We reported last week that a monitoring tool was responsible for last week’s blackout in the southwest, but as it turns out that the initial report wasn’t entirely accurate, and the black out happened when utility company employees took a tool called a series capacitor offline.
The LA Times reported that officials can normally take down a series capacitor, which is the size of a small car, and backup systems take over, but for some reason, the backup systems failed. Officials are still trying to learn why.
The article reports that the system actually worked as planned for about 10 minutes, at which point, power started to go out, first in Yuma, AZ, the site of the substation where the work was being done, then very quickly spreading all the way to San Diego.
Interestingly, the article goes on to say the US grid has 5 9s (99.999 percent) reliablity, but as we wrote the other day in How Much Down Time is Acceptable?, it’s of little solace to the folks who are without power and we’ve heard many reports over the years of such incidents. And if you have power, you don’t really think about it.
There are lessons for monitoring professionals to take away from an incident like a blackout. This network, although somewhat different from the computer variety, has a lot of the same systems in place for monitoring and fall-over.
Many companies, in fact rely on High Availability systems to keep their mission critical systems up and running, even when something catastrophic happens. First of all, this shows that even when you have HA systems in place, it doesn’t mean they always behave as planned or that you can rely on them completely.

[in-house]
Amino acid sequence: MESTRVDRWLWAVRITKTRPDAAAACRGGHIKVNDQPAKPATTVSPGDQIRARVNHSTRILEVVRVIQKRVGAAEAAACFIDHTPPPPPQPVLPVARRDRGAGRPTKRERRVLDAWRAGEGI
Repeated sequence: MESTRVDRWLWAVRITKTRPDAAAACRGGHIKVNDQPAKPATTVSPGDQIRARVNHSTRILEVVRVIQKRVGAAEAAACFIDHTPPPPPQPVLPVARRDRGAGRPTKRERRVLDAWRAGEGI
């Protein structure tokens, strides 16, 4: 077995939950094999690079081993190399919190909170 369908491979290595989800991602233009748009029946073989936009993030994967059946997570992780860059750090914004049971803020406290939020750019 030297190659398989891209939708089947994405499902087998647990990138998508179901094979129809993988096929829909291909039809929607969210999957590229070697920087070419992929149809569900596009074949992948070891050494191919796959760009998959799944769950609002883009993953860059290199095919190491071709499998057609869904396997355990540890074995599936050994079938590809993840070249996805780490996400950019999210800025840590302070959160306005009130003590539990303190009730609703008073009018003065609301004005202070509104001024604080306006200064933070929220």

Secondly, you can see how one move such as taking down a server (or in the case of the black out, a series capacitor) can have unintended consequences when systems don’t work as planned.
This incident also shows that no matter how carefully you monitor your systems and no matter how many contingency plans you put in place, you can still encounter situations that spiral out of your control.
In this case, utility officials in Arizona thought they were doing routine maintenance and it turned out they put millions of people in the dark. Even today, they are struggling to figure out how it happened and how their systems failed.
This doesn’t mean you shouldn’t plan carefully and try to put backup systems in place. Of course you should and must, but know that sometimes, no matter how careful you are, things will happen that you didn’t expect and that means, you have to be ready for anything.